World Class Faculty & Research / June 19, 2017

What Stocks Would a Neural Network Buy?

SMITH BRAIN TRUST – Ever wonder how the Terminator would do picking stocks? Researchers at the University of Maryland's Robert H. Smith School of Business might have the answer. Working with 900,000 financial news articles and a neural network, the researchers found they could predict stock returns for up to 13 weeks.

Studies have long shown that share prices quickly respond to stock splits, earnings releases and other company news. Historically, prices responded to numerical information, such as revenue data or earnings per share.

"And yet most information is textual. It's words," says Smith School finance professor Steve Heston, who authored the study with Smith PhD graduate Nitish R. Sinha. "It's newspaper articles and financial press wires."

And that led Heston and Sinha to ask the question: Is it possible to process those data and measure the effect on stock prices?

Their research, "News Versus Sentiment: Predicting Stock Returns from News Stories," adds to the well-established body of research about efficient markets and is forthcoming in the Financial Analysts Journal. The research employed a dataset of 900,754 news articles from the Thomson Reuters news system, a proprietary Thomson-Reuters neural network and the work of a computational linguist.

The neural network effectively "reads" the articles and identifies the subject, object and verb of each sentence, taking into account intensifying words, such as "very" or "many" and negations, such as "not," and then "rates" how positive or negative the article is article based on a probability scale.

"We used it to show that we could use it to buy companies with positive news and sell companies with negative news and beat the market," says Heston.

The researchers found that the duration of stock return predictability depended, in part, on the temporal aggregation of news stories. When news was measured for one day, stock predictability lasted for just a few days. But when news was measured for one week predictability could last for up to 13 weeks, or until the next earnings release, whichever comes first.

They also found that, generally, bad news might have a longer-term impact than good news.

One possible explanation for that, says Heston, is that when there is good news about a company, any market participant, from amateur to professional, can buy up shares. However, when there's bad news, only short-sellers and the people who own the stock can sell it. And that's a far smaller proportion of the overall pool of market participants.

"There are a lot more people who can take action on good news than bad news," Heston says. "And so we find that good news is reflected in the stock price in a week or two, but bad news is what takes up to 13 weeks to be reflected."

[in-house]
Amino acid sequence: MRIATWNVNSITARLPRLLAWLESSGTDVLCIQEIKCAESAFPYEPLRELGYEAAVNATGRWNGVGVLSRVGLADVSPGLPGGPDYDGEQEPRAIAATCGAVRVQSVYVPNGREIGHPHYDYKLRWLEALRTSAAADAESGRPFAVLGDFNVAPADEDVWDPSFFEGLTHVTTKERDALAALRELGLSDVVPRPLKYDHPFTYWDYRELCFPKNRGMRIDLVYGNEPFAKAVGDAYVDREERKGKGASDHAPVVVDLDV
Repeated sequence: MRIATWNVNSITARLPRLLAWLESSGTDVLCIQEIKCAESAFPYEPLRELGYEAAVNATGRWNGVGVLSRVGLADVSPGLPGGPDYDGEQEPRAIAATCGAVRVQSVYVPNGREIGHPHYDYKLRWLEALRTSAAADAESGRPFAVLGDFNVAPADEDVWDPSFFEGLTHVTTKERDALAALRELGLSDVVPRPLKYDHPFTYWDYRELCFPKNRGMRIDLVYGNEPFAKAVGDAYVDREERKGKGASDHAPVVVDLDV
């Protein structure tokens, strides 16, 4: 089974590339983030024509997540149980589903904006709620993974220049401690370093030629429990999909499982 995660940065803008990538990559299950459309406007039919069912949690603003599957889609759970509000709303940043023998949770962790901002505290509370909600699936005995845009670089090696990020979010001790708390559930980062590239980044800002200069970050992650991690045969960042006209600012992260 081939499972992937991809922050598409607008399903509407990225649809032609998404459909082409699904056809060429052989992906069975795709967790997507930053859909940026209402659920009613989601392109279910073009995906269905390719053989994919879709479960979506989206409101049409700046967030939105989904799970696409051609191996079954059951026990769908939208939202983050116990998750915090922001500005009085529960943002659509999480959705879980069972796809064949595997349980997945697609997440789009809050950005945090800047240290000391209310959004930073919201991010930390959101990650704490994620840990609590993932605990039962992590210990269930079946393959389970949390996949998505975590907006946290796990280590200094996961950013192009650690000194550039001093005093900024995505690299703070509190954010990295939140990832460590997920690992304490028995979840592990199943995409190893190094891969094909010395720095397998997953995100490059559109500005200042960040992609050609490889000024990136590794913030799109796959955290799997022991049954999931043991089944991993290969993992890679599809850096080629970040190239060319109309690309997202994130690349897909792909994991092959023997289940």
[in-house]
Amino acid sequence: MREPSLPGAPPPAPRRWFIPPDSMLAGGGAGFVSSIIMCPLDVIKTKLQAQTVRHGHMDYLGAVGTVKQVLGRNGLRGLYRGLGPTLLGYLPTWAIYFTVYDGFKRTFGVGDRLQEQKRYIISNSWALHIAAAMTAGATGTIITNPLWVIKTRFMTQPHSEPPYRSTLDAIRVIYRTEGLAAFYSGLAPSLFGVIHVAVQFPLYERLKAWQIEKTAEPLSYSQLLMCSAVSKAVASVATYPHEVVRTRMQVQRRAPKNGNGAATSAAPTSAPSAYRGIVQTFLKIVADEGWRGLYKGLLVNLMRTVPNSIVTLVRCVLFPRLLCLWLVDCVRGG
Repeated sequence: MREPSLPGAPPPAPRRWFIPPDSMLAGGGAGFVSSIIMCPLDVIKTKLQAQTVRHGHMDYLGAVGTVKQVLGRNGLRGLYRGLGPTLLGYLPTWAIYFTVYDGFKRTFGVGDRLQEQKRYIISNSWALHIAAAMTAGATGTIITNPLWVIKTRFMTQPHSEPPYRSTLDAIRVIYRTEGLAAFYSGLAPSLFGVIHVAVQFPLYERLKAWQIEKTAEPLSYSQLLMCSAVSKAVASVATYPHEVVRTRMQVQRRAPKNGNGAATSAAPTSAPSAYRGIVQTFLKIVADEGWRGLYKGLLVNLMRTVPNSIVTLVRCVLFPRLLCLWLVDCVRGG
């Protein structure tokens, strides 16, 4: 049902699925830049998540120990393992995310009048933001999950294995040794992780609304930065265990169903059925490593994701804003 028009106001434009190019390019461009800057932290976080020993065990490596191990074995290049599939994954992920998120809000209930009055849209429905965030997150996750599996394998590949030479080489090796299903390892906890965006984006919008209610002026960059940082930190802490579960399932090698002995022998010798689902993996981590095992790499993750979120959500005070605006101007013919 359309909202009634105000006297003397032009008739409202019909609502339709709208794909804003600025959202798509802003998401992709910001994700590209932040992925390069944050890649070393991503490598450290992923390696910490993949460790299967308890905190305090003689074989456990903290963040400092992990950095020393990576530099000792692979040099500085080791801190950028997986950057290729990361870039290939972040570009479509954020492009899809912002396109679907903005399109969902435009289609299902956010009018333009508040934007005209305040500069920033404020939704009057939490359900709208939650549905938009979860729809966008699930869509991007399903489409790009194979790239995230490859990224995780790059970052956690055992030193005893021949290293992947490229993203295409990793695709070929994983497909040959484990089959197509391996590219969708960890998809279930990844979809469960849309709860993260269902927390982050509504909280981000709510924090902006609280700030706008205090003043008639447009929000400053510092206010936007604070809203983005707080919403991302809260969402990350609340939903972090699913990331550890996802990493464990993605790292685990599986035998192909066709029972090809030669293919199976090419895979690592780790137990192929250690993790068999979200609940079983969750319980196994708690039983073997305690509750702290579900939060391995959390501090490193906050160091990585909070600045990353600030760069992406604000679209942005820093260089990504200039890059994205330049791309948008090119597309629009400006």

Adverse news often doesn't become fully priced in by the market until the next scheduled earnings announcement, Heston says. He says that also suggests that investors, digesting bad news, might be waiting for a slip in revenue or other confirmation of the effect of the bad news before selling off shares.

"We always say the market is efficient -- that the stock market quickly and efficiently processes all available information so that the stock price today is the best predictor of the stock price tomorrow," Heston says.

There likely are other plausible explanations for the longer stock return predictability after a bad-news event, Heston acknowledges. That's one of the curious outtakes of this research.

"And the puzzle from the efficient-markets perspective is: Why doesn't the stock go down on the day of the announcement?" he says.

Or, alternatively, why doesn't every trader buy a neural network that can digest thousands of financial news articles a day?

"If you were running an asset management firm or a hedge fund, this tells you that you need to find news and interpret it in more than a superficial manner," Heston says.

And likely, he says, that's just step one. In a few years, he predicts, major market players may be using neural networks to evaluate Facebook posts, message board posts, tweets and, potentially, facial expressions on cable business news networks.

"This is a burgeoning field for research," he says.

For Heston, the findings also underscore the Smith faculty's drive to be on the forefront of research. He recently presented his findings at a gathering of elite investors and industry experts at the Institute for Quantitative Research in Finance, known as the Q Group.

"You could join billionaire investors at the Q Group to learn this," he says. "Or you could come here to the Smith School and get it first."

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About the University of Maryland's Robert H. Smith School of Business

The Robert H. Smith School of Business is an internationally recognized leader in management education and research. One of 12 colleges and schools at the University of Maryland, College Park, the Smith School offers undergraduate, full-time and flex MBA, executive MBA, online MBA, business master’s, PhD and executive education programs, as well as outreach services to the corporate community. The school offers its degree, custom and certification programs in learning locations in North America and Asia.

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